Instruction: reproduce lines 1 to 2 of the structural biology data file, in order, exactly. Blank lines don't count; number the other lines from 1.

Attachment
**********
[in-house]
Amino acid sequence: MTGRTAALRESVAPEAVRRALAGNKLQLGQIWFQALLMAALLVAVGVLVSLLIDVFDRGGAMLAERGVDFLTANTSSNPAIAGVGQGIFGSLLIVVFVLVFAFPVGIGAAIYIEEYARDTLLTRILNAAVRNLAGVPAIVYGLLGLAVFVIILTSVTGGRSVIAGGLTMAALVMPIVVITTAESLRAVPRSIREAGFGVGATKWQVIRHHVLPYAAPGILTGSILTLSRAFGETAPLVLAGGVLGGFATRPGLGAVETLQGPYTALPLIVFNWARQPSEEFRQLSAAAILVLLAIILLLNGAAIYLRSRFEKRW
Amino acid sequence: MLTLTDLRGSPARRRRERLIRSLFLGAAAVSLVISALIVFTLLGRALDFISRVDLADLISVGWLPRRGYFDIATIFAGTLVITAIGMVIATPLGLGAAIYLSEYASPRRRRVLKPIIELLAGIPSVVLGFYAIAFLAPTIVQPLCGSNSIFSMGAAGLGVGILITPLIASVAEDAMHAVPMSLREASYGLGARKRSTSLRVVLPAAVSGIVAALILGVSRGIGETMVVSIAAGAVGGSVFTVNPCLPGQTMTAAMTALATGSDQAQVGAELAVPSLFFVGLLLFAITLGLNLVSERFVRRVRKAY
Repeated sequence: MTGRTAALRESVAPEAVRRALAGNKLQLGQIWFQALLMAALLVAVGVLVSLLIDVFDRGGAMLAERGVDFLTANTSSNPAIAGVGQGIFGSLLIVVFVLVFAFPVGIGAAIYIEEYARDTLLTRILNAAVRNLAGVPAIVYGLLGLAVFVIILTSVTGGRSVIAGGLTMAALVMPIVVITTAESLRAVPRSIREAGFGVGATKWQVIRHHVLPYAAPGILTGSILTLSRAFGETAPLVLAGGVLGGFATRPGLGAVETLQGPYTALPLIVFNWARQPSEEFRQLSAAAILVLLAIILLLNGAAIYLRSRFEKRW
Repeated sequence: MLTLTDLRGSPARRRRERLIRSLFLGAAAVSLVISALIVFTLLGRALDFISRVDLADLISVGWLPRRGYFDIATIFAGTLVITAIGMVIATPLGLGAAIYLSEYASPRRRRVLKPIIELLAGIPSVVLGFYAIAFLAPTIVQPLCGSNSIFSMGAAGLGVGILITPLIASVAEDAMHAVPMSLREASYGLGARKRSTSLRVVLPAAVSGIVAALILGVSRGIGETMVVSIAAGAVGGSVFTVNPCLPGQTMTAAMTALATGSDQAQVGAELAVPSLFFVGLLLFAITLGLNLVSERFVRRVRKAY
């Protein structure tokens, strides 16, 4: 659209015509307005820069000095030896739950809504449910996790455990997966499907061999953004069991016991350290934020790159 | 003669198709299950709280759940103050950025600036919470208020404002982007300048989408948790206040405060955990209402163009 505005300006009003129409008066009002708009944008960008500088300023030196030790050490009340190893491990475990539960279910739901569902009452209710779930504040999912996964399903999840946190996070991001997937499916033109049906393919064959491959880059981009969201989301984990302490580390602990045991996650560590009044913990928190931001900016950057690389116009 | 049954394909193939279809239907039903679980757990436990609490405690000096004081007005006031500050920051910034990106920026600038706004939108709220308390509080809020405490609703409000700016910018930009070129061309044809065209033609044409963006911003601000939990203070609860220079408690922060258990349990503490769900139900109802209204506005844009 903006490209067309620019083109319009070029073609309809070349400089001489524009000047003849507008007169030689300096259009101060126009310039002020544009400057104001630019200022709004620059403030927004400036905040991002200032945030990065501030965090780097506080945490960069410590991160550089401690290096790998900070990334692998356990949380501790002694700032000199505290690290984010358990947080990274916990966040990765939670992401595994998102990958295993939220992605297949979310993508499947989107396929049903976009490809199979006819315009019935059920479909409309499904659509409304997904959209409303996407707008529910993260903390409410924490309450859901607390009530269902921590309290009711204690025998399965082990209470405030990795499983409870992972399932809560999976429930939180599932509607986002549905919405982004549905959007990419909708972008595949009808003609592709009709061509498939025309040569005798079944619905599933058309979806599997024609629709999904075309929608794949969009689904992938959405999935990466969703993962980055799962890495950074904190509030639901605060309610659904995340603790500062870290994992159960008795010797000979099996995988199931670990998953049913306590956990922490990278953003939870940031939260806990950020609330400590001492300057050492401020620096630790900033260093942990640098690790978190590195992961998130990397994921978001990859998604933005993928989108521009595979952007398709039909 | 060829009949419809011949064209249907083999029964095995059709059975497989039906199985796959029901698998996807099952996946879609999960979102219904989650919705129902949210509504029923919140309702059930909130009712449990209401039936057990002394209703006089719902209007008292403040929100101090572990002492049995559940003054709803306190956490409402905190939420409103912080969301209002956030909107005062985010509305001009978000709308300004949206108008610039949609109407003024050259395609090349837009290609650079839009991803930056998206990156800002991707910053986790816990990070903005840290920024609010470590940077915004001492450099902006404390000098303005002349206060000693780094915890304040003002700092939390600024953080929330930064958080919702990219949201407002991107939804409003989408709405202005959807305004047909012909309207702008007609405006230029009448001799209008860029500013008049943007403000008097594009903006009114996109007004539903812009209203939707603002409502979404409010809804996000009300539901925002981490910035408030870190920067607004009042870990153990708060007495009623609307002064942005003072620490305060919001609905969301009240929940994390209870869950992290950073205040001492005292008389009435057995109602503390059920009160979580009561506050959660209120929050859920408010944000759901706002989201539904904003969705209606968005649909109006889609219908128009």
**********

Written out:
[in-house]
Amino acid sequence: MTGRTAALRESVAPEAVRRALAGNKLQLGQIWFQALLMAALLVAVGVLVSLLIDVFDRGGAMLAERGVDFLTANTSSNPAIAGVGQGIFGSLLIVVFVLVFAFPVGIGAAIYIEEYARDTLLTRILNAAVRNLAGVPAIVYGLLGLAVFVIILTSVTGGRSVIAGGLTMAALVMPIVVITTAESLRAVPRSIREAGFGVGATKWQVIRHHVLPYAAPGILTGSILTLSRAFGETAPLVLAGGVLGGFATRPGLGAVETLQGPYTALPLIVFNWARQPSEEFRQLSAAAILVLLAIILLLNGAAIYLRSRFEKRW